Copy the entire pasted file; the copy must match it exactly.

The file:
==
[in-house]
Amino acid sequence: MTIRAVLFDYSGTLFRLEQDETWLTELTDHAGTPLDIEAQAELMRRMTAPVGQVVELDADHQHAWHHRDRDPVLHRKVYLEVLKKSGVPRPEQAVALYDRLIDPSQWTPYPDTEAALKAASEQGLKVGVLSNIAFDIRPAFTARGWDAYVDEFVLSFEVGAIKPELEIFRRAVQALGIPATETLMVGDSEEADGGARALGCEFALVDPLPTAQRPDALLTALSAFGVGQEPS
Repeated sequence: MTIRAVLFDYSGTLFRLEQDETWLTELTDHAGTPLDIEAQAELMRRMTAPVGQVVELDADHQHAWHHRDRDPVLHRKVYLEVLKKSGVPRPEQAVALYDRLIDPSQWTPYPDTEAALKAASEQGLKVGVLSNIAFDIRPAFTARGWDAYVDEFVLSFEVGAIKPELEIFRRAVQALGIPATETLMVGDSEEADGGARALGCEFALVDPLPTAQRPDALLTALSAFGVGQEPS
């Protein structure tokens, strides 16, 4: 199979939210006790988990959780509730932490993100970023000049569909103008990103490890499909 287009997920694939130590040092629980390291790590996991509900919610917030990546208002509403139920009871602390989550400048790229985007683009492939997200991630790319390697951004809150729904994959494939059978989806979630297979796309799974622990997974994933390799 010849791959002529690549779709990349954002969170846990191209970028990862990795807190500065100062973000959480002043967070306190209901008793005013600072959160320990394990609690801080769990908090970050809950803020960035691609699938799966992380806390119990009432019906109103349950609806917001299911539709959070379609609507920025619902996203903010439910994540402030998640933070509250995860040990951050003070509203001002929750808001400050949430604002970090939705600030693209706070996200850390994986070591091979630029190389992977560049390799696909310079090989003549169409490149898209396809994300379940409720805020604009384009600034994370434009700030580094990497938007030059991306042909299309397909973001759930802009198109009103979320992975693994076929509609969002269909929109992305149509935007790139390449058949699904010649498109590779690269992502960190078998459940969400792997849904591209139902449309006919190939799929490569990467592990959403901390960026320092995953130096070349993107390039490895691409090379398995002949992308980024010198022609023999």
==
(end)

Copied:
[in-house]
Amino acid sequence: MTIRAVLFDYSGTLFRLEQDETWLTELTDHAGTPLDIEAQAELMRRMTAPVGQVVELDADHQHAWHHRDRDPVLHRKVYLEVLKKSGVPRPEQAVALYDRLIDPSQWTPYPDTEAALKAASEQGLKVGVLSNIAFDIRPAFTARGWDAYVDEFVLSFEVGAIKPELEIFRRAVQALGIPATETLMVGDSEEADGGARALGCEFALVDPLPTAQRPDALLTALSAFGVGQEPS
Repeated sequence: MTIRAVLFDYSGTLFRLEQDETWLTELTDHAGTPLDIEAQAELMRRMTAPVGQVVELDADHQHAWHHRDRDPVLHRKVYLEVLKKSGVPRPEQAVALYDRLIDPSQWTPYPDTEAALKAASEQGLKVGVLSNIAFDIRPAFTARGWDAYVDEFVLSFEVGAIKPELEIFRRAVQALGIPATETLMVGDSEEADGGARALGCEFALVDPLPTAQRPDALLTALSAFGVGQEPS
């Protein structure tokens, strides 16, 4: 199979939210006790988990959780509730932490993100970023000049569909103008990103490890499909 287009997920694939130590040092629980390291790590996991509900919610917030990546208002509403139920009871602390989550400048790229985007683009492939997200991630790319390697951004809150729904994959494939059978989806979630297979796309799974622990997974994933390799 010849791959002529690549779709990349954002969170846990191209970028990862990795807190500065100062973000959480002043967070306190209901008793005013600072959160320990394990609690801080769990908090970050809950803020960035691609699938799966992380806390119990009432019906109103349950609806917001299911539709959070379609609507920025619902996203903010439910994540402030998640933070509250995860040990951050003070509203001002929750808001400050949430604002970090939705600030693209706070996200850390994986070591091979630029190389992977560049390799696909310079090989003549169409490149898209396809994300379940409720805020604009384009600034994370434009700030580094990497938007030059991306042909299309397909973001759930802009198109009103979320992975693994076929509609969002269909929109992305149509935007790139390449058949699904010649498109590779690269992502960190078998459940969400792997849904591209139902449309006919190939799929490569990467592990959403901390960026320092995953130096070349993107390039490895691409090379398995002949992308980024010198022609023999």